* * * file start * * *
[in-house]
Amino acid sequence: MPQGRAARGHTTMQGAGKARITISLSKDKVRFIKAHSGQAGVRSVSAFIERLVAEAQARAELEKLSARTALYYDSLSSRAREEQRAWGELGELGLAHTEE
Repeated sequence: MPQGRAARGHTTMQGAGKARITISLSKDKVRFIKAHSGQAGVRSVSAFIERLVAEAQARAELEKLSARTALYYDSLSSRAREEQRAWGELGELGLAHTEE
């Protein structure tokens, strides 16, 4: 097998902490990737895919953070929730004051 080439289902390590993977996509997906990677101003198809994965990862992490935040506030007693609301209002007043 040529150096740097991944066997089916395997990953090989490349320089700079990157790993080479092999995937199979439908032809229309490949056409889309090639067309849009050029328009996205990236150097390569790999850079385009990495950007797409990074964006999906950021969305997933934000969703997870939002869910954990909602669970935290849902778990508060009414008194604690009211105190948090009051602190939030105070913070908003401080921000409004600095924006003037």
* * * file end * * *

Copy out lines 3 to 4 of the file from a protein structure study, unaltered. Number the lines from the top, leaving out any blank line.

Repeated sequence: MPQGRAARGHTTMQGAGKARITISLSKDKVRFIKAHSGQAGVRSVSAFIERLVAEAQARAELEKLSARTALYYDSLSSRAREEQRAWGELGELGLAHTEE
């Protein structure tokens, strides 16, 4: 097998902490990737895919953070929730004051 080439289902390590993977996509997906990677101003198809994965990862992490935040506030007693609301209002007043 040529150096740097991944066997089916395997990953090989490349320089700079990157790993080479092999995937199979439908032809229309490949056409889309090639067309849009050029328009996205990236150097390569790999850079385009990495950007797409990074964006999906950021969305997933934000969703997870939002869910954990909602669970935290849902778990508060009414008194604690009211105190948090009051602190939030105070913070908003401080921000409004600095924006003037």